With so many people living in such a large expansive city one would easily be under the impression that coincidental encounters would be extremely rare. I've already related a fortuitous meeting when Erika hailed Benedict and I from an outdoor table at bakery in Southwark (south of the Thames) as he and I sought a bottle of wine for our hosts that evening. Another occasion I haven't yet mentioned occured when Erika jumped on the same tube carriage at the Gloucester Road station when Benedict and I were already speeding to St. Pancras to meet her for the train to St. Albans. Then last Thursday Benedict and I found our guests, Karin, Ruth, and Michael, waiting for a train on the platform at the Holborn tube station as we and they were making our way to the Globe Theatre. Mind you, there are almost always scads of people wherever we go, so such occurrences ought to be rare.
But on top of these coincidences, Erika, Benedict, and I also ran into our Cambridge tour guide, Clarissa, at the Globe on Saturday night. The Globe was sold out for the final performance of the season, the play Henry IV, Part II. The maximum number of 'groundlings', the members of the audience who must stand, crowded around the stage. That's 700 people. Clarissa stood among the hoard. Recall that she was to serve as the tour guide for the LA Lakers last Saturday the day after she guided us through Cambridge. Turns out the players skipped the tour in favor of practice, the tour being only for their families and the Lakers' staff. The players might as well have skipped practice instead for all the good it did them in the games against the Timberwolves and Barcelona team (they lost).
The plays were both tremendous, with the same actors expertly playing the same roles in both productions. The actor playing Falstaff portrayed his character's playful rogueness with great sympathy and comic timing. One can understand why Hal rejects his friendship upon becoming Henry V. A king cannot afford to have the friends he had when his youthful indiscretions could be overlooked. Falstaff was needed for comic relief for the political maneuvering and intrigues could be depressing all by themselves.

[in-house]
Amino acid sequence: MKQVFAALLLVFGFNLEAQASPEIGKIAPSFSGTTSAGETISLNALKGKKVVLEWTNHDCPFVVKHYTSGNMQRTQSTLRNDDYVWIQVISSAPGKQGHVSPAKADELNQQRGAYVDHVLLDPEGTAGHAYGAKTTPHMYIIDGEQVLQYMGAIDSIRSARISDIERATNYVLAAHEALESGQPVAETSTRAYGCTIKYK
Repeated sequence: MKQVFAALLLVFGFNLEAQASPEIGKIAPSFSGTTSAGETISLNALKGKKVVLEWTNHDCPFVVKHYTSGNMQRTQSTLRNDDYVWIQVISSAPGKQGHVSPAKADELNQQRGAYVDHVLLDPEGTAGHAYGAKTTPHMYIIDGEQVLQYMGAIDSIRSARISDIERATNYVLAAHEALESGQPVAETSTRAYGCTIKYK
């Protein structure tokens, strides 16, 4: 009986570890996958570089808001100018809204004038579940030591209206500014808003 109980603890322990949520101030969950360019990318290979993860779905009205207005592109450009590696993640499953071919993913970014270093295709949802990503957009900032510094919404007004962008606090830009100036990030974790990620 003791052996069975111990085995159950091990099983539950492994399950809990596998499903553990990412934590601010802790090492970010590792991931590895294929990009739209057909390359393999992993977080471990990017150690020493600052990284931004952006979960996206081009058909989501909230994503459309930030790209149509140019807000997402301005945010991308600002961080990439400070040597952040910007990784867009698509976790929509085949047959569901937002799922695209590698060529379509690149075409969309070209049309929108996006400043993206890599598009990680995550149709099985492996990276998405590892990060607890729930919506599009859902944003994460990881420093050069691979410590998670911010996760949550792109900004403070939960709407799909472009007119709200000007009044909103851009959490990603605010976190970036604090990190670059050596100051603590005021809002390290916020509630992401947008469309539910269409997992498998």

Unfortunately, for the second play we didn't get there early enough and the only space available was on the sides. Often we had great views of the actors' backsides or our view was obstructed by a column in the middle of the stage. Seeing plays from the front, as we did in The Merry Wives of Windsor and the first Henry IV, gives us the full flavor by letting us see the actors facial expressions and to hear their words more clearly. Watching from the side it was too easy for the mind to wander. This happened to me and moreso for Benedict and made this production less interesting for him. Erika had not felt well for a few days, and since Benedict was not enjoying this play as much as the others, they left at intermission. It was quite late already. By the time the play was over and the artistic director gave his end-of-the-season speech thanking everyone from the volunteer stewards to the seamtresses who made and maintained the costumes to a very appreciative audience, some with sore feet like mine, the hour was nearly 11pm.
A wisp of fog put a chill into the air and a slight haze into the dark sky. The Thames was low and lights streamed dramatically onto the dome of St. Paul across the river. I had to pause for a minute or two to absorb the scene. I wanted to impress it on my memory.
I shouldn't have been surprised after 2 months in London. But the train on the Piccadilly tube on the way home was absolutely packed, like rush hour except these people were dressed for partying and not for work. The pub near the tube station on Northfield Avenue buzzed with people, many spilling out into the sidewalk. It was nearly midnight on a Saturday and the city was still wide awake, even in Ealing. In Georgetown the traffic signals would have been off for two hours.